Review both state and lender insurance mandates. While states mandate liability coverage, lenders typically require full coverage, often with set deductibles. However, once you’ve paid off your vehicle, the choice of full coverage and deductible levels depends on your personal circumstances and preferences. Keep in mind, collision and comprehensive are distinct coverages; you can opt for just one if both aren’t necessary.

Risks and Risk Tolerance

If you face a higher risk of accidents, diverse coverage becomes crucial. Assess your risks based on your:

  • Past accident and claim records
  • How often you drive
  • Usual driving routes
  • Risk of theft
  • Threats from non-collision events like animals, falling branches, floods, or fires.

Do you prefer the comprehensive protection of full coverage or the upfront savings from liability-only? If you’ve filed comprehensive claims before, it might be wise to maintain that coverage.


Insurance premiums differ between liability vs full-coverage policies. On average, full coverage costs about twice as much monthly but offers enhanced protection against unforeseen damages. Premiums for full coverage tend to be higher for pricier cars, vehicles often targeted for theft, and those with higher repair costs.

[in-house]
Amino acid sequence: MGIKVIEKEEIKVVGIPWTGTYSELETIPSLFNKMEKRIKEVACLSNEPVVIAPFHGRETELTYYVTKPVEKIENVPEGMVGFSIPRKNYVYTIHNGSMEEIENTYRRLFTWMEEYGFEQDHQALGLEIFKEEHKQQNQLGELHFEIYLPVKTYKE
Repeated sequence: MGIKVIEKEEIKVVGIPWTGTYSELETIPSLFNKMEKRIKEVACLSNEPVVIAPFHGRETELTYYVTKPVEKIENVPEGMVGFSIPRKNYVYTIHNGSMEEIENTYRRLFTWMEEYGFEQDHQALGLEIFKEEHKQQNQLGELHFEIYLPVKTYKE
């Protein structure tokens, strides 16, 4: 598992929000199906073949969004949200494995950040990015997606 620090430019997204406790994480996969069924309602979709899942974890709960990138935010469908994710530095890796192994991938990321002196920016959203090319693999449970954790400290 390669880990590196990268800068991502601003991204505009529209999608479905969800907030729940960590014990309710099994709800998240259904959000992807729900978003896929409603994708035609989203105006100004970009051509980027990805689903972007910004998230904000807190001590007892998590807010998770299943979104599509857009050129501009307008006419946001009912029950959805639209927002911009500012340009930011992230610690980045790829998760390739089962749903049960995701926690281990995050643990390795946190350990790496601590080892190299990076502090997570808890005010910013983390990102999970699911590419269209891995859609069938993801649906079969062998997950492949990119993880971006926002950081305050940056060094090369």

You have the flexibility to select your liability limits. With full-coverage insurance, while you can opt for higher liability limits, the car’s actual value dictates the limits for comprehensive and collision coverage.

Car Value

Consider your car’s worth. Assess if the insurance costs would make sense if your car was a total loss. Decide if you’d rather pay for damages yourself or replace the vehicle without insurance. Full coverage typically benefits newer, more expensive vehicles.

Liability Car Insurance

Liability car insurance covers expenses if you cause an accident that injures someone or damages their property.

Liability Car Insurance

What Is Covered 

Liability insurance consists of two main coverages:

  • Bodily Injury Liability: This covers medical expenses, loss of income, legal fees, and pain and suffering when you’re responsible for an accident that injures someone.